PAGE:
one in the SF Chronicle about a coach who needs some coaching herself – from Miss Manners. Writer Leah Garchik was the high bidder for an hour of garden consulting at a charity fund-raiser and the experience was so bad, she wrote this article advising readers to hire consultants only if they really have to.
But there’s lots more than one rude consultant in this fascinating story – it’s also about our relationships with our gardens and how to use the services of any consultant, for better or worse. Let’s dissect:
- The consultant asked Garchik to gather some photos of gardens she liked before their appointment. That’s a great idea because most people have NO IDEA what they actually want, so how can a consultant help them get it? But notice that magazine photos didn’t actually help. Too perfect, too expensive. Instead, I ask people to find a garden in their neighborhood they like, if possible, and show me THAT, or at least a photo of something reasonably REAL.
- Was it too-too judgmental to describe the consultant as "carefully made up" and "newly coiffed"? It FELT like that, and maybe because this hit a little too close to home and now I’m worried that make-up and blond highlights leave me vulnerable to the same reaction. (Though in my case there’s nothing careful about any of it.) But a consultant’s appearance does say something about their style and if it’s perfect and tightly controlled, maybe that’s a legitimate red flag.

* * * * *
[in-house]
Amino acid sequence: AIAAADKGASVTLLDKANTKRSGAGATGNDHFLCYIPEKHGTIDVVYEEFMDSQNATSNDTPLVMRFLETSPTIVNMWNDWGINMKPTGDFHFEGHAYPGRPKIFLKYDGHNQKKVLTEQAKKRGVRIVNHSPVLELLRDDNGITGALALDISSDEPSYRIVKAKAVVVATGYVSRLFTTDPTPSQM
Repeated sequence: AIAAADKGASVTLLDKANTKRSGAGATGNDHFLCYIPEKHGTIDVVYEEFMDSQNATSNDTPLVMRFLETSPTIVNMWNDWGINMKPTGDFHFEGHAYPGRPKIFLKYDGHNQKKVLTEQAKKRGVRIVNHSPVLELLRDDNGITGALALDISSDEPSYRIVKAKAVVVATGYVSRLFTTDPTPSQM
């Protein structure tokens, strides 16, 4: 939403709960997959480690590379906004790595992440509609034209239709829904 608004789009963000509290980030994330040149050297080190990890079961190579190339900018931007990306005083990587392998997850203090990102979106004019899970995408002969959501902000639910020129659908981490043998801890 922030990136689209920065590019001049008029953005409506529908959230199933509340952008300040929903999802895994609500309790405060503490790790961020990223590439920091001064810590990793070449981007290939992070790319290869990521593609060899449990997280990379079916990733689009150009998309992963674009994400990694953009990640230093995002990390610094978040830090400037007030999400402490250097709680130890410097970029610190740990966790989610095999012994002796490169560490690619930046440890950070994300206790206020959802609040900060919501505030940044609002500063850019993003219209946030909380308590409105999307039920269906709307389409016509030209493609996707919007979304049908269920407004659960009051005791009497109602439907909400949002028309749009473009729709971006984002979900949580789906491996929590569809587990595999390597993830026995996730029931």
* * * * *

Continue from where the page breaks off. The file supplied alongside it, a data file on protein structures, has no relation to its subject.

- Suggesting a bunch of plants that Garchik didn’t know from petunias is useless, and that’s why I started creating plant profiles. Now I just send links to each plant page. And if they live nearby I invite them to stop by and see most of the plants I’m recommending right in my garden (or we sneak next door to see even more).
- And what the heck is that invasive plant that’s destroying Garchik’s garden from below? In my area bamboo certainly does that but what could it be in the SF area?
Now let’s look at what Garchik could have done to benefit more from the consult:
- Raked. I’ve been called to look at gardens that I also COULD NOT SEE, either because they were covered with leaves or, even worse, a jumble of invasive vines mounding to 5 feet high over a sea of mystery plants.
- And Chron reader comments are SPOT ON about people not understanding the
commitment it takes to have a nice garden, either of their own time or
the money to pay someone else to do it. People want no-maintenance plants, or plants that do really well in the absolute worst places, and are unbelieving when told that no such plant exists.
"I’D NEVER WORK WITH YOU PEOPLE"
That’s what a friend of Gorchik’s was once told by another consultant, supposedly because the friend and her husband were "bickering". Well, considering that designers of all types encounter marital bickering ROUTINELY, it must have been really bad.
Me, I’ve had only two clients that I wouldn’t work with again for all the money in the world. One was a husband-wife team who’d imported me to resolve conflicts over their yard, and the bullying husband who assumed I’d agree with him was none too happy with me. What a relief it was to just hop in my car knowing I’d never see HIM again. Then there was the woman who started attacking me as soon as I arrived, kind of a preemptive move before I could attack her, it seemed. "I suppose you won’t approve of THAT." And "I know THAT’s not your style but…" And so on. And everything single suggestion I made elicited an angry response. After all that she demanded that I draw a sketch for her property and when I said I don’t do that she almost lost it. I won’t even mention the extremely weird and disturbing way she kept displaying her private parts to me. Get me outta here!
So readers, can you relate to any of this – as either the customer or the person being hired?
Thanks to Chuck B at Back40Feet for posting about the story.Posted by Susan Harris on January 12, 2008 at 5:40 am, in the category Grab Bag.